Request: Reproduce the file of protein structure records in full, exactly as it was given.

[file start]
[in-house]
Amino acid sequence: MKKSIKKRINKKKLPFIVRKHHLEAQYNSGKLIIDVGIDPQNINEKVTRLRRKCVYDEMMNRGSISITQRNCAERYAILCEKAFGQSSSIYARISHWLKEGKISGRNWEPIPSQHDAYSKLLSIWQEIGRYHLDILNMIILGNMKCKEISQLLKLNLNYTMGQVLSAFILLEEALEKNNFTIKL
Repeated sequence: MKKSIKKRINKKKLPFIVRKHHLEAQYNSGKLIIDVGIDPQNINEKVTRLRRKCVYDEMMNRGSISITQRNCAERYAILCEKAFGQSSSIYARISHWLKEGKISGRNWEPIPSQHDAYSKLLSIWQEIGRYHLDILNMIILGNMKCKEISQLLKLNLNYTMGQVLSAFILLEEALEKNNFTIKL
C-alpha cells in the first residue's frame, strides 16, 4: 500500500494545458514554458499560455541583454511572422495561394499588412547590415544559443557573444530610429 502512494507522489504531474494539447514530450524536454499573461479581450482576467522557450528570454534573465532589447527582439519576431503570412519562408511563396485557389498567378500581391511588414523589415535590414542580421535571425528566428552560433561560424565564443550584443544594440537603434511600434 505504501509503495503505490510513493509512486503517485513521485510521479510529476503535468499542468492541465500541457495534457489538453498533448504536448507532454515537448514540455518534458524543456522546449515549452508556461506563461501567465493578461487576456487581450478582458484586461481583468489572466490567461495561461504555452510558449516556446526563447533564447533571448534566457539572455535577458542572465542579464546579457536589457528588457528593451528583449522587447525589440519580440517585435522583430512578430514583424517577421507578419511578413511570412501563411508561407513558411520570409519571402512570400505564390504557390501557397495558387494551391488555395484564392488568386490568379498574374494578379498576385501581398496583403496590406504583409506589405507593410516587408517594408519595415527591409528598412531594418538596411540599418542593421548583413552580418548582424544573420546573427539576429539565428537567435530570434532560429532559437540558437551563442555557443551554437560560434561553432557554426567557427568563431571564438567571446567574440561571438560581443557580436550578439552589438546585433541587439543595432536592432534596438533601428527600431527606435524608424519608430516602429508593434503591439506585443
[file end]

[in-house]
Amino acid sequence: MKKSIKKRINKKKLPFIVRKHHLEAQYNSGKLIIDVGIDPQNINEKVTRLRRKCVYDEMMNRGSISITQRNCAERYAILCEKAFGQSSSIYARISHWLKEGKISGRNWEPIPSQHDAYSKLLSIWQEIGRYHLDILNMIILGNMKCKEISQLLKLNLNYTMGQVLSAFILLEEALEKNNFTIKL
Repeated sequence: MKKSIKKRINKKKLPFIVRKHHLEAQYNSGKLIIDVGIDPQNINEKVTRLRRKCVYDEMMNRGSISITQRNCAERYAILCEKAFGQSSSIYARISHWLKEGKISGRNWEPIPSQHDAYSKLLSIWQEIGRYHLDILNMIILGNMKCKEISQLLKLNLNYTMGQVLSAFILLEEALEKNNFTIKL
C-alpha cells in the first residue's frame, strides 16, 4: 500500500494545458514554458499560455541583454511572422495561394499588412547590415544559443557573444530610429 502512494507522489504531474494539447514530450524536454499573461479581450482576467522557450528570454534573465532589447527582439519576431503570412519562408511563396485557389498567378500581391511588414523589415535590414542580421535571425528566428552560433561560424565564443550584443544594440537603434511600434 505504501509503495503505490510513493509512486503517485513521485510521479510529476503535468499542468492541465500541457495534457489538453498533448504536448507532454515537448514540455518534458524543456522546449515549452508556461506563461501567465493578461487576456487581450478582458484586461481583468489572466490567461495561461504555452510558449516556446526563447533564447533571448534566457539572455535577458542572465542579464546579457536589457528588457528593451528583449522587447525589440519580440517585435522583430512578430514583424517577421507578419511578413511570412501563411508561407513558411520570409519571402512570400505564390504557390501557397495558387494551391488555395484564392488568386490568379498574374494578379498576385501581398496583403496590406504583409506589405507593410516587408517594408519595415527591409528598412531594418538596411540599418542593421548583413552580418548582424544573420546573427539576429539565428537567435530570434532560429532559437540558437551563442555557443551554437560560434561553432557554426567557427568563431571564438567571446567574440561571438560581443557580436550578439552589438546585433541587439543595432536592432534596438533601428527600431527606435524608424519608430516602429508593434503591439506585443